Out Leadership’s Business Climate Index for the 50 United States is an assessment of states’ performance on LGBT+ inclusion. It measures the impact government policies and prevalent attitudes have on the LGBT+ people residing in each state, quantifying the economic imperatives for inclusion and the costs of discrimination. It equips business leaders and policymakers with a clear sense of the most impactful steps states can take to make themselves more hospitable to forward-thinking, innovative, inclusive businesses.
out of a possible 100 points
There are no statewide nondiscrimination laws protecting sexual orientation or gender identity, though local nondiscrimination protections cover 60% of the state’s population. The state allows transgender people to change gender markers on birth certificates and driver’s licenses, but both amendments require signed doctors’ letters as well as affidavits (birth certificate) and court orders (driver’s license).
Florida’s ban on same sex adoption was ruled unconstitutional in 2010, and the statutory language was removed by the legislature in 2015. Florida law neither expressly provides for nor expressly prohibits second-parent adoption, creating uncertainty for LGBT+ families. State statute still bans recognition and equal treatment of same-sex marriages. Florida does not have a state law protecting LGBT+ students against discrimination or bullying and offers no statewide ban on conversion therapy, though 20 local governments have banned conversion therapy for minors.
Florida has a long history of anti-LGBT+ hostilities, from the Johns Committee, a legislative committee that targeted gay and civil rights activists on campuses in the 1950s, to Anita Bryant’s crusades against legal protections for LGBT+ people. That hostility is more muted today, but Republican leaders in the state have refused for years to allow a hearing on a nondiscrimination bill. In recent years, bipartisan support has grown and there are now three openly LGBT+ state legislators. A statewide “religious freedom” law prohibits the government from burdening someone’s religious practice.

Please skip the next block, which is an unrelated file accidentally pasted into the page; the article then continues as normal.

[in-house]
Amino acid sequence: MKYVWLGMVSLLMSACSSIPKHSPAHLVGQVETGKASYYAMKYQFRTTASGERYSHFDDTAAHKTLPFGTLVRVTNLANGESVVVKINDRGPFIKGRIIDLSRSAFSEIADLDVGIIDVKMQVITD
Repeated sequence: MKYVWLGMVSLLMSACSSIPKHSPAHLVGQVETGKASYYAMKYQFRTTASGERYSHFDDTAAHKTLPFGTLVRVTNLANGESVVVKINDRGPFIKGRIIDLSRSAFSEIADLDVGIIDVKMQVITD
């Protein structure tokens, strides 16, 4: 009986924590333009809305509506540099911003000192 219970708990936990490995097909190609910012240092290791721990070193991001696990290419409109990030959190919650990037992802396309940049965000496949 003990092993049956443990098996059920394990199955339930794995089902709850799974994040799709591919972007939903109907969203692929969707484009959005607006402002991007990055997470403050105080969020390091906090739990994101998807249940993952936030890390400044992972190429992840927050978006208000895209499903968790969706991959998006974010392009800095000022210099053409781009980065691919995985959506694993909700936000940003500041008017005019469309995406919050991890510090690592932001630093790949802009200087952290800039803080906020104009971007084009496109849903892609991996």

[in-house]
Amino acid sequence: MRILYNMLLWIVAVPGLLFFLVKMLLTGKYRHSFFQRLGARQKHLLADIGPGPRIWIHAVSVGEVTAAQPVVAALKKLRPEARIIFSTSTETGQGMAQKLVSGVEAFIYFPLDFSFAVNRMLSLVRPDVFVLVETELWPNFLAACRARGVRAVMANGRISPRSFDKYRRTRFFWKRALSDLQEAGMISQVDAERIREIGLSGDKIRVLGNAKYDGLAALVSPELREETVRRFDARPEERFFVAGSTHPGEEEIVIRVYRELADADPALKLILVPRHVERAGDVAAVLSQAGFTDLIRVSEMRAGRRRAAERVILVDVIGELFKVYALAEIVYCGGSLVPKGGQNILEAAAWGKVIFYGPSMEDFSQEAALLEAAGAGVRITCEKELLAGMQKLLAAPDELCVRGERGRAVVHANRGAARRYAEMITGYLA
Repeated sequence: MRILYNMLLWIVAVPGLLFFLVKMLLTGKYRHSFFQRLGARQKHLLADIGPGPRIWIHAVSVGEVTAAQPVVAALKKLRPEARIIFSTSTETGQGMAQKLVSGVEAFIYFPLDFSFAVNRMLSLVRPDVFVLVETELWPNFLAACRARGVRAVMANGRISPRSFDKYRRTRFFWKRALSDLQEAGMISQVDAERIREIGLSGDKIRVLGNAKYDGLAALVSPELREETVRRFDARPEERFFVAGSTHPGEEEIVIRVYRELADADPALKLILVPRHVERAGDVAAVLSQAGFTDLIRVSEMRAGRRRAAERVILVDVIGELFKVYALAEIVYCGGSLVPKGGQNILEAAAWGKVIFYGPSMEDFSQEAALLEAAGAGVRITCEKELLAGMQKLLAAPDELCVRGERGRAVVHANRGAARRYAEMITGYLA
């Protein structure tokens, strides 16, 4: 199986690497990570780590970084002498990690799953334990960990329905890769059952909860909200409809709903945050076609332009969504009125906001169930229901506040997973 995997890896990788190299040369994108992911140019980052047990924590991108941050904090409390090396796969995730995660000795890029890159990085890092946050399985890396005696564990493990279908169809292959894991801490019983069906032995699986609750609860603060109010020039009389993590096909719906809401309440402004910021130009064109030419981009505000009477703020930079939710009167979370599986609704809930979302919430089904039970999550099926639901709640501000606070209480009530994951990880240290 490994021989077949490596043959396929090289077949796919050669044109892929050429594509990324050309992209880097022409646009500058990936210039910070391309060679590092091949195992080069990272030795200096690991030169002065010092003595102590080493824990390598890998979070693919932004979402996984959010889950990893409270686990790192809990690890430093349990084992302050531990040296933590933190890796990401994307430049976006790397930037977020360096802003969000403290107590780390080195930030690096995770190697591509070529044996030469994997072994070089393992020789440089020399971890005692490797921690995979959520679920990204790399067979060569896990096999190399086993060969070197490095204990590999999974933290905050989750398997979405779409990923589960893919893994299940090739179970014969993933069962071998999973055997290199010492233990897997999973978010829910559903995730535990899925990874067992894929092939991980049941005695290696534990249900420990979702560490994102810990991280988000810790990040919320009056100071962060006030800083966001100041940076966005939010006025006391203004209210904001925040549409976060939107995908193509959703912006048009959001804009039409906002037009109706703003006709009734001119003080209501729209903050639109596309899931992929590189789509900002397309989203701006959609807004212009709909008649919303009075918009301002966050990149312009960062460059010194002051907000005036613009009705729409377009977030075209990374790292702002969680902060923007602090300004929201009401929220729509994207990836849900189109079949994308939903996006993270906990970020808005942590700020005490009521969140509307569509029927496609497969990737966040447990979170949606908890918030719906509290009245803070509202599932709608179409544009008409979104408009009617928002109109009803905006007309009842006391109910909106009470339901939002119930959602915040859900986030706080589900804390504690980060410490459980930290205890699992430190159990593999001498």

Transgender healthcare is not covered by Medicaid, and the state has no insurance nondiscrimination protections in place for neither gender identity nor sexual orientation. The state does not ban private insurance companies for excluding transgender healthcare coverage. State hate crime protections are inclusive of sexual orientation, but not gender identity. Failing to disclose HIV+ status prior to sexual intercourse is classified as a felony.
18% of transgender employees in Florida reported being harassed in the past year due to their gender identity, and 23% report mistreatment such as having someone at work share private information about their gender. 27% of LGBT+ individuals in Florida reported food insecurity, almost double that of non-LGBT+ individuals. 27% of LGBT+ individuals in Florida report making less than $24,000 per year. LGBT+ unemployment (11%) is almost double that of non-LGBT+ unemployment (6%).
Download this report to learn how and why Out Leadership created the LGBT+ Business Climate Index for the 50 U.S. States, with important details about our methodology, including our data standards and practices.Our Methodology